Kendrick Lamar x Rolling Stone

Surprise! Kendrick Lamar is featured on the cover of the latest Rolling Stone magazine. In the mag Kendrick Lamar talks about growing up in Compton, and the streets that made him. He also goes in depth about his new album To Pimp A Butterfly, and reveals the origins of the original title. Kendrick even let Rolling Stone hear 6 new tracks.

Lamar also gave Rolling Stone a preview of six new songs from ‘To Pimp a Butterfly,’ in addition to the two already released. The songs range from the intensely personal to the swaggeringly aggressive — like “King Kunta,” which could be the theme song from a Seventies blaxploitation flick. When Pharrell Williams first heard the track, he praised it by calling it “unapologetically black.” “It’s just him expressing how he’s feeling at the moment,” says Lamar’s longtime producer Mark “Sounwave” Spears. “And right now, he’s mad.”

Sonically, Lamar’s new album is adventurous, incorporating elements of funk, spoken-word poetry, and free-jazz, augmented by lots of live playing. (Lamar says he was listening to a lot of Miles Davis and Parliament while making it.) “It’s a unique sound,” says Sounwave. “Every producer I’ve ever met was sending me stuff [for the album], but there was a one-in-a-million chance you could send a beat that actually fit what we were doing.” Lamar’s longtime engineer, Derek “MixedByAli” Ali, says the rapper would often talk in moods: “He would say, ‘I want it to sound eerie,’ or ‘I want it to sound like you’re driving past something.’ Or he talks in colors: ‘Make it sound purple. Make it sound light green.’”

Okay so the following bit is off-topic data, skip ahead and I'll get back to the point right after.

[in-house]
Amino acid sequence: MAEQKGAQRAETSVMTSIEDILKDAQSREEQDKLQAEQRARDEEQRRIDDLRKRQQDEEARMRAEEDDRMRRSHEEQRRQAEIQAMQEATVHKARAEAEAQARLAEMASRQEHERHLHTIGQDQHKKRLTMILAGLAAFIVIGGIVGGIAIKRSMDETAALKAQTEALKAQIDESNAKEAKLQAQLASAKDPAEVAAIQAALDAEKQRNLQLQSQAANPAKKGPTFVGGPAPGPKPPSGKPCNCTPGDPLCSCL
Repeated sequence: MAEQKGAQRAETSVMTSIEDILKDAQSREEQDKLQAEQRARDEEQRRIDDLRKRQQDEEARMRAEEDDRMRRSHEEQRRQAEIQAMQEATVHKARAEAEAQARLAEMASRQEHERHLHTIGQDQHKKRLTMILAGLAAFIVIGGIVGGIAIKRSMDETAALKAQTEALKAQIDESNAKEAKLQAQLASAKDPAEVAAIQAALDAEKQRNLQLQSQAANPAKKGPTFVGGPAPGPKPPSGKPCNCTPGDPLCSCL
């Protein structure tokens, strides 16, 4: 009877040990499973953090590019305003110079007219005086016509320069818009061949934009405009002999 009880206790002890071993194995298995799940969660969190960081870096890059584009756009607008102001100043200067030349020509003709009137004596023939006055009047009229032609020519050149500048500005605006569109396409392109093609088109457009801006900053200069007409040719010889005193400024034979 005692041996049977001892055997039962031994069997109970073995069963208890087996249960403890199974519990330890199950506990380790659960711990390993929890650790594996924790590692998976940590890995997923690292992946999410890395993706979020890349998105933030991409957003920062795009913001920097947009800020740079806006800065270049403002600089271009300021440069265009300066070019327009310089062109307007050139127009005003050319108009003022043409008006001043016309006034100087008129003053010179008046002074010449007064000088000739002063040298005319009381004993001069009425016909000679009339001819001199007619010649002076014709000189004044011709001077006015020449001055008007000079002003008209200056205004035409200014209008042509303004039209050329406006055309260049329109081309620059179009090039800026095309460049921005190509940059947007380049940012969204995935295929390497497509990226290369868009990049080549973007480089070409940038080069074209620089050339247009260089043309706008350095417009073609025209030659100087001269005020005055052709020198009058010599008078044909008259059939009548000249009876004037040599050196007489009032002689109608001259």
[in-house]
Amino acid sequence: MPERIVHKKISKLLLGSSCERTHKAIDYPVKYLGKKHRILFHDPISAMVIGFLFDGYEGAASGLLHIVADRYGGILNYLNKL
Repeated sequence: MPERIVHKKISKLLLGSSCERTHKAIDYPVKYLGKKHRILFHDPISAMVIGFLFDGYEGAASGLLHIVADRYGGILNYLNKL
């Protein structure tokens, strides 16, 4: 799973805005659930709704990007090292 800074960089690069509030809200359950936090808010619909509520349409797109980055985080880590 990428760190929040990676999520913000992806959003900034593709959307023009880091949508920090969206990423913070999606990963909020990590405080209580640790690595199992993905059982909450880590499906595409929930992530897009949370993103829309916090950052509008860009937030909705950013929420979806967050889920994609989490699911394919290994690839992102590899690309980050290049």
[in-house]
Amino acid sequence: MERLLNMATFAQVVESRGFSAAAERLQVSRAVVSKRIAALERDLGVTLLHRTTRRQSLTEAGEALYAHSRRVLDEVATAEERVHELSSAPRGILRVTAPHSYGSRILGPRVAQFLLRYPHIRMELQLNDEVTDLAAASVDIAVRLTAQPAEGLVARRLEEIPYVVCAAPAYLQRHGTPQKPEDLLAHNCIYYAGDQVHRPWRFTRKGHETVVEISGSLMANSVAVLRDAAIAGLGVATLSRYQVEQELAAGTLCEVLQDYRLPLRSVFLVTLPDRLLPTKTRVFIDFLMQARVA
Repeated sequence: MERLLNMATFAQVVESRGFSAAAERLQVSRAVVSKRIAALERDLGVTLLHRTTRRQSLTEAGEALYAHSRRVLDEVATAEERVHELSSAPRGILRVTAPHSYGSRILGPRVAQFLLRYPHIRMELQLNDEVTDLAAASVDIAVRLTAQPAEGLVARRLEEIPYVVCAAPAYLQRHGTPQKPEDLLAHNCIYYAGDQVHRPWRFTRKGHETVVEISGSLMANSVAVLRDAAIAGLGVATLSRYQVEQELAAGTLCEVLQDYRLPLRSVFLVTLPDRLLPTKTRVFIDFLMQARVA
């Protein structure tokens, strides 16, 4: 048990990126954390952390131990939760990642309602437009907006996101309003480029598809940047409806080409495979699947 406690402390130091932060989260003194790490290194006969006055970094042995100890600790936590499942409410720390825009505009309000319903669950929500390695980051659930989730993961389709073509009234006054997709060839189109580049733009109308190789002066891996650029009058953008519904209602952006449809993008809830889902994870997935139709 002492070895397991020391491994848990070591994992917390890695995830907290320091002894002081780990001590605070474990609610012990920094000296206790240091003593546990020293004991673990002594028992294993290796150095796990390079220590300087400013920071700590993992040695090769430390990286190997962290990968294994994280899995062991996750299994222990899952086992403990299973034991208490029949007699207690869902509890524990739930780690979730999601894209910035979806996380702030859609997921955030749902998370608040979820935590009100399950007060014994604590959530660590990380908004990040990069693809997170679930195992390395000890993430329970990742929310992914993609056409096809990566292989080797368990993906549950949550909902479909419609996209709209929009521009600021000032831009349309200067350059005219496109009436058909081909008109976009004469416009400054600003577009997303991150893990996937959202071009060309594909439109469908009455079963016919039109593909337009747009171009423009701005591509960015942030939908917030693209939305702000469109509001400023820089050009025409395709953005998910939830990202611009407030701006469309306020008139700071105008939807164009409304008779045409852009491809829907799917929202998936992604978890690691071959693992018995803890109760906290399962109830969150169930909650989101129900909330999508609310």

Lamar is vague about what specifically the title To Pimp a Butterfly means (“That will be taught in college courses someday,” he says). But he describes the album as “honest, fearful and unapologetic.” “You take a black kid out of Compton and put him in the limelight, and you find answers about yourself you never knew you were searching for,” he said. “There’s some stuff in there, man. It’s a roller coaster. It builds.”

More @ Rolling Stone

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